4 Must-Know Tips for Buying Ads on Social Media

With the right knowledge and experience, you can implement a lot of SEO strategies which don’t cost a dime. This ability to draw organic traffic without needing a big budget is a major reason why small brands can not only compete against big ones, but can often thrive!

But not every aspect of SEO is free. Most successful SEO campaigns will need to use at least some type of paid advertising. No matter what size budget you’re working with, you’ll want to get the most “bang for your buck” when purchasing ads.

Here are four quick and easy tips you’ll want to incorporate into every Facebook, Google and/or Twitter ad you buy:

1. Read the Fine Print

Social media platforms have clear advertising policies that you absolutely must follow or your ad will be pulled.

I get it. This one sounds pretty obvious. But I see this issue occurring again and again – even among veteran marketers. When crafting a paid ad, you need to follow the rules.

Need a quick refresher course?

Most of these policies are likely what you’d expect. No overtly sexual imagery. No violence. No drug and alcohol use. No hate speech. Unless your product is really…. unusual, you likely won’t have many problems avoiding these prohibited areas.

The problems which do occur tend to center around each platform’s specific style rules. For instance, if you use the word “Facebook” in a Facebook ad, you need to write the word with a capital “F.” If you don’t, your ad will be taken down. This is actually one of the most common reasons ads are denied on Facebook.

Take the time to read through each site’s advertising policies. This can help you avoid the hassle of creating an ad only to later discover it violates a site’s policy and is removed.

2. Be Clear

Don’t be the brand who cries wolf. Making outlandish claims in your ad might get you that initial click, but when customers later feel deceived they’re likely to leave your site and never return.

Whatever claims you make in your ad must be consistent with the messaging on your landing page. But that’s not all. You also want to drive the conversation forward.

Suppose you buy used clothing. You could run an ad simply stating that your buy used clothing. That will attract the attention of people who are looking to sell their old wardrobe.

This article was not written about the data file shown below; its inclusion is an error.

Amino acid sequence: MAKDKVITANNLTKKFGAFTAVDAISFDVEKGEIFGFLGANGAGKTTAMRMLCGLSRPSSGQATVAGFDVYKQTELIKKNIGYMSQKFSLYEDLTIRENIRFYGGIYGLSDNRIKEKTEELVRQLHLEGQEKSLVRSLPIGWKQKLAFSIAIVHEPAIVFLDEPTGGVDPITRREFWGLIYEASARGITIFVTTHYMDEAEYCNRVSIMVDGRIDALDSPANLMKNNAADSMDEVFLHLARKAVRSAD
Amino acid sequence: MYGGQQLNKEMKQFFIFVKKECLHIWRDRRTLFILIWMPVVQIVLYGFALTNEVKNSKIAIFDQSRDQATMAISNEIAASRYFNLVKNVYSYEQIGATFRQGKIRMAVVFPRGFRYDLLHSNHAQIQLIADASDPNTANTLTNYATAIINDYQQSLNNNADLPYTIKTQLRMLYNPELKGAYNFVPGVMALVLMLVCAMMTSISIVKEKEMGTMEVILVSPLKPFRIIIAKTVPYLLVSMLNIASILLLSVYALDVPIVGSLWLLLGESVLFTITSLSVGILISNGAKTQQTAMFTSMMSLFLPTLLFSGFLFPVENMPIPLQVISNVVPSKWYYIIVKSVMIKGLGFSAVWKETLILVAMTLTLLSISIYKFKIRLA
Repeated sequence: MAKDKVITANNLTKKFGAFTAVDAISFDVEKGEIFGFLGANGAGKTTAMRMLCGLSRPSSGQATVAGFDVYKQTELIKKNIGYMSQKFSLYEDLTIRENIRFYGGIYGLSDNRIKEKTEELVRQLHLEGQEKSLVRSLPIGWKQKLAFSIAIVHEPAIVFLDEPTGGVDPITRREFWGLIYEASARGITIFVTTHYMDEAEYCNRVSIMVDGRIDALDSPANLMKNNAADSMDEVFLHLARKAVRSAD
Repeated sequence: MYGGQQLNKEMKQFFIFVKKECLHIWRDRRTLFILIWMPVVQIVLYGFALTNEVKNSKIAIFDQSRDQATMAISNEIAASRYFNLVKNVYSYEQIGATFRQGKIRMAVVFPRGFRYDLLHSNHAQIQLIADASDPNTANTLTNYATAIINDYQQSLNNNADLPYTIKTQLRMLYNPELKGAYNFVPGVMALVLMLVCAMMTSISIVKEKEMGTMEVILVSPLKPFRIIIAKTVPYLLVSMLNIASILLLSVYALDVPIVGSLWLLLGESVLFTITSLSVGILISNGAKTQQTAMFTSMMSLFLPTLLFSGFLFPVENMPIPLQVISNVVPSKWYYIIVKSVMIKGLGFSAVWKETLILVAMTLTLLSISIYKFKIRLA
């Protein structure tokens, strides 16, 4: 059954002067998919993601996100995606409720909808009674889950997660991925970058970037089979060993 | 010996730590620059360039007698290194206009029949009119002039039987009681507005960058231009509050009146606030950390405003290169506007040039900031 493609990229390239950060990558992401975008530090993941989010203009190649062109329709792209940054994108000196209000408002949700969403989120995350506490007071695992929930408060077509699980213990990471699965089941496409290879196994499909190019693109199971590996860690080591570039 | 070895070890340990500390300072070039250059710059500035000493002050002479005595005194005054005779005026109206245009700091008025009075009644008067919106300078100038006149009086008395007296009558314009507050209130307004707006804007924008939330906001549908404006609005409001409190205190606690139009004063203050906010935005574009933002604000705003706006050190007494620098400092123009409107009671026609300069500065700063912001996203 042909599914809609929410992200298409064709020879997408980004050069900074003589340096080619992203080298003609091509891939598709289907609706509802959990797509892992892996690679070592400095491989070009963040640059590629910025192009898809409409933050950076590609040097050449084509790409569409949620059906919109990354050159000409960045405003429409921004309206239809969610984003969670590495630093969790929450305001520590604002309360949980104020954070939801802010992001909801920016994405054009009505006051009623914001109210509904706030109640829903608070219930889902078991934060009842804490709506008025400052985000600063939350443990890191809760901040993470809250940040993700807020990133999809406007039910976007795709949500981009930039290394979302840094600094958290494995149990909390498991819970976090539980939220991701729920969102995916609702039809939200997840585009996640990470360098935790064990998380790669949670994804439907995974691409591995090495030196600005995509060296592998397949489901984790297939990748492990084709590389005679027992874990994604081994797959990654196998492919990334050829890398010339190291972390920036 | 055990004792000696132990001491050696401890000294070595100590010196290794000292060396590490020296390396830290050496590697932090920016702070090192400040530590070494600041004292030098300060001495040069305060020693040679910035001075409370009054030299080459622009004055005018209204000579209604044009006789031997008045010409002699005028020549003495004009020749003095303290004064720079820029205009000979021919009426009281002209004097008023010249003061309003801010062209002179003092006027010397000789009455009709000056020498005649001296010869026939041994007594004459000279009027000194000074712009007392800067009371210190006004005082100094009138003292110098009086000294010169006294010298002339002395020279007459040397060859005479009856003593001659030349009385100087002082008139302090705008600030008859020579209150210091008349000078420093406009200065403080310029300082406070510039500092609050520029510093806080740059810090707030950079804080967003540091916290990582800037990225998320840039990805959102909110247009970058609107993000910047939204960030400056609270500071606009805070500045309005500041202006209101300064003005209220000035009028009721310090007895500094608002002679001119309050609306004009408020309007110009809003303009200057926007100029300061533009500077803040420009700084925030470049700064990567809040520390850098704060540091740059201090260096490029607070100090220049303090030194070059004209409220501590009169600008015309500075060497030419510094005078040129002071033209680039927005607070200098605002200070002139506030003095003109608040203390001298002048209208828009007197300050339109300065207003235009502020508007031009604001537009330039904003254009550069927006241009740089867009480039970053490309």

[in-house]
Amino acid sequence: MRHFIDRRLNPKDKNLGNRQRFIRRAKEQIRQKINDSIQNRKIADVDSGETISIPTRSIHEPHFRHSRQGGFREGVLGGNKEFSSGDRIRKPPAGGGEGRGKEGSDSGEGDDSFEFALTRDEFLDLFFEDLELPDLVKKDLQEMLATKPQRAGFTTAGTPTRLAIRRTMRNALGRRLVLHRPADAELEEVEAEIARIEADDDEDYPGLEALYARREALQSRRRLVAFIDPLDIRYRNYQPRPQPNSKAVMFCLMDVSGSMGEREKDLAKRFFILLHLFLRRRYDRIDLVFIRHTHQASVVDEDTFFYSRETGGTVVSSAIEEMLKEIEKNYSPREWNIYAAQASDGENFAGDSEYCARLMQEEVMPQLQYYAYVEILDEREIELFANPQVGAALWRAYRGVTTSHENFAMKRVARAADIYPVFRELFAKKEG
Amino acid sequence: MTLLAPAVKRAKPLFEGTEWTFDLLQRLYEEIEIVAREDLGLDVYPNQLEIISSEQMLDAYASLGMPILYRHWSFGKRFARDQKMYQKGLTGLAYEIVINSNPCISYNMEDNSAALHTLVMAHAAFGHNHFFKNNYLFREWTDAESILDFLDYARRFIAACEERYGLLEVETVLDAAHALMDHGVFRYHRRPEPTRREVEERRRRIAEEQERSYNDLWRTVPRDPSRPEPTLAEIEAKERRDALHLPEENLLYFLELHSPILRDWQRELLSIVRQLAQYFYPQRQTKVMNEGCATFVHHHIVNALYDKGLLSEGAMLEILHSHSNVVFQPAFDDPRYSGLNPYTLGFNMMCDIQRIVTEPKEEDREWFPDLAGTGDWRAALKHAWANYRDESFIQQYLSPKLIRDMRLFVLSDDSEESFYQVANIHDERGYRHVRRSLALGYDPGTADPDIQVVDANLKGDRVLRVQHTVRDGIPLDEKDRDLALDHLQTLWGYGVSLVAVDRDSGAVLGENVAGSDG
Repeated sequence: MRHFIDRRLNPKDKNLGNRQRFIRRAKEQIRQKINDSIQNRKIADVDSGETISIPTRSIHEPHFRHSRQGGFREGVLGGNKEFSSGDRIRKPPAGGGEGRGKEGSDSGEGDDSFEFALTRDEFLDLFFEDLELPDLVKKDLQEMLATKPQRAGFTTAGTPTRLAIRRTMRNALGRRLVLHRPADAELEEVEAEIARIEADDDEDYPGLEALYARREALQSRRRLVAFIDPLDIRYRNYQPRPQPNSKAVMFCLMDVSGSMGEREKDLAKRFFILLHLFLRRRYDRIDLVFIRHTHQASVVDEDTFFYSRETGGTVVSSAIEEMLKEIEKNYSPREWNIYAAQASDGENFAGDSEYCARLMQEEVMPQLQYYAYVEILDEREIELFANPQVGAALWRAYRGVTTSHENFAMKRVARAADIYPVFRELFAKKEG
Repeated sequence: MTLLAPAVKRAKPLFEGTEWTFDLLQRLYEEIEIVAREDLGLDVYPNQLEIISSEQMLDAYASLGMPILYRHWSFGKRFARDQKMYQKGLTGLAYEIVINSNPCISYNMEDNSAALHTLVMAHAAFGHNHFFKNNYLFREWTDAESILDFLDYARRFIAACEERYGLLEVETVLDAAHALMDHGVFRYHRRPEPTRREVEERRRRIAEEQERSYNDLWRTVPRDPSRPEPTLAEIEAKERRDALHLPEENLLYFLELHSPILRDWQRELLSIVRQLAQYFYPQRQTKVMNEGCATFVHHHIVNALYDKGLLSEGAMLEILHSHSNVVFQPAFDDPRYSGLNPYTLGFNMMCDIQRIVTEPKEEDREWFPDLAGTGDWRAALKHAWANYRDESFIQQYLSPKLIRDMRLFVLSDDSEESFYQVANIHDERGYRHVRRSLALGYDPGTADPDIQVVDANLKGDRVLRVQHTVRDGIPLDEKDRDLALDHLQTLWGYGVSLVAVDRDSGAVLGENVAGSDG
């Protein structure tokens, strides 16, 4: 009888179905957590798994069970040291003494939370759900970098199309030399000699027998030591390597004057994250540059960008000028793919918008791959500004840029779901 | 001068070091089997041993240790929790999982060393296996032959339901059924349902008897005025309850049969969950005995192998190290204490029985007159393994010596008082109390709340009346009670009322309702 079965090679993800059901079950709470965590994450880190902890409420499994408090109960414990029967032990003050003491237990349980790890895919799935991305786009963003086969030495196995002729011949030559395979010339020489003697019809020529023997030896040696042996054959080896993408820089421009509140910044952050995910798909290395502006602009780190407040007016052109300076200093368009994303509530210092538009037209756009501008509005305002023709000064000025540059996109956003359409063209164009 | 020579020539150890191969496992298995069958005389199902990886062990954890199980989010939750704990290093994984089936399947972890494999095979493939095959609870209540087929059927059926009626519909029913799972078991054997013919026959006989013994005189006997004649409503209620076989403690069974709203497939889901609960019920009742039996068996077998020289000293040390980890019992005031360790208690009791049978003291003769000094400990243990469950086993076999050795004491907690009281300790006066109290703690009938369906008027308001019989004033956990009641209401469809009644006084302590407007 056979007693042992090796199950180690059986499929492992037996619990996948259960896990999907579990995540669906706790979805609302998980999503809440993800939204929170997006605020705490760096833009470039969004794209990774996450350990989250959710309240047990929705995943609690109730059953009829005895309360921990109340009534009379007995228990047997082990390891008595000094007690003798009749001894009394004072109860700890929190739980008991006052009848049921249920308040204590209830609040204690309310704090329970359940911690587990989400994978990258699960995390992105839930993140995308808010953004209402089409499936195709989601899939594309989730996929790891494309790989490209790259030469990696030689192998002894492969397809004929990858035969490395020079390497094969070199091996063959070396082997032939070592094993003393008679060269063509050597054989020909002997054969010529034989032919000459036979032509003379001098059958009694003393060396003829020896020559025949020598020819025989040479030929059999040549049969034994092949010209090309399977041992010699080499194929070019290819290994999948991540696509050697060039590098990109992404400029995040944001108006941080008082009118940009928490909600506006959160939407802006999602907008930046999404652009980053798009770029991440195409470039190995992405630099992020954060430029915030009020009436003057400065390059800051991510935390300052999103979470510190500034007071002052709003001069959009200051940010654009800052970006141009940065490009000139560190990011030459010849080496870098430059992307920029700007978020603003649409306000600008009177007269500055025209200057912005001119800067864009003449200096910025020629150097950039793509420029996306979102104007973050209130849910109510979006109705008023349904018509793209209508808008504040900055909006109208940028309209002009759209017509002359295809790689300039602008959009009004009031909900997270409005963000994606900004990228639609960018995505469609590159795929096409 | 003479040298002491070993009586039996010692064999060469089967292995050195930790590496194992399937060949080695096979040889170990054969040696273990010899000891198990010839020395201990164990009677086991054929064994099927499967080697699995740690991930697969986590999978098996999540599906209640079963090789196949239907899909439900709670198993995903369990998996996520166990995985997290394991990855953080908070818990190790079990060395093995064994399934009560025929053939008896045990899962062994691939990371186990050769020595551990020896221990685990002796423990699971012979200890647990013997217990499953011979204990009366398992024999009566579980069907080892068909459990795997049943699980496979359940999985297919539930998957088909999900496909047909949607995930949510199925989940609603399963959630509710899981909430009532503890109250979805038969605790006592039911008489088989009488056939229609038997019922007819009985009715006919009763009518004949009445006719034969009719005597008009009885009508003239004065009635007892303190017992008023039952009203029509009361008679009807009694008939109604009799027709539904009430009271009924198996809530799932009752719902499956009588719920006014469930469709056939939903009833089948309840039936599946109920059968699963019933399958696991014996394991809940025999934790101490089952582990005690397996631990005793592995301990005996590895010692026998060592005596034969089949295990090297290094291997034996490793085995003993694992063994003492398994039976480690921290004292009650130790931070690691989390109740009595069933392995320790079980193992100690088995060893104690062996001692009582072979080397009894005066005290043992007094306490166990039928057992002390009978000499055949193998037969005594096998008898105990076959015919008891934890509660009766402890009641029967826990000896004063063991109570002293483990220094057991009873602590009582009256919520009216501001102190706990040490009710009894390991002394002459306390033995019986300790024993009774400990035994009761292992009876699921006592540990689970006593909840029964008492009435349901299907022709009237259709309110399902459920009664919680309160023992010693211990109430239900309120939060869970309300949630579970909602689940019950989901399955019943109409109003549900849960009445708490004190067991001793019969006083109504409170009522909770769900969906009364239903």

A better alternative, however, is to run an ad that not only states you buy used clothing, but that you pay cash immediately. This extra information will motivate customers to take action. They can get cold, hard cash in their hand today if they head over to your store. That’s how you use ads to drive a conversation forward.

3. Use Magnetic Headlines

In social media, your ad isn’t competing against other brands. Instead, it’s competing with the other posts in the user’s feed. These are often posts from the user’s family, friends and other entities which that user actually wants to see.

Ads in a social media feed aren’t always received by the reader with open arms. You need to overcome this inherent resistance. Magnetic headlines are a great way to do that.

Magnetic headlines aren’t overly mysterious or vague. They spell out what the product or service is and why you should be interested. A magnetic headline:

  • Clearly explains the benefits of the offer
  • Promises (and delivers) an exclusive “online only” discount
  • Details why the product is unique and superior to the competition
  • Creates a sense of urgency by offering a time limitation

Twitter goes into additional detail in their official post 7 Tips for Writing Twitter Ad Copy. For my take on the subject, check out Your Complete Guide to Twitter Ads and the related post Using Facebook Ads to Promote Your eCommerce Store.

4. Use A/B Split Testing to Narrow Your Focus

At the end of the day, all advertising theories are just that… theories. You won’t know what works until you know what works. This is where A/B testing is useful.

A/B Testing is when you run two ads simultaneously and see which one gets the best response. The ads should have clear differences. For instance, one ad might emphasize your low prices while another highlights your long-standing, trusted reputation in the industry.

This isn’t a one and done type of process. You’ll likely always be refining your ads through split testing. The good news is that the more split testing you do, the better you’ll be able to understand your customer base and what they respond to.

These four simple tips will help you create ads which connect. At the same time, you’ll maximize your ad budget by spending only what you need to.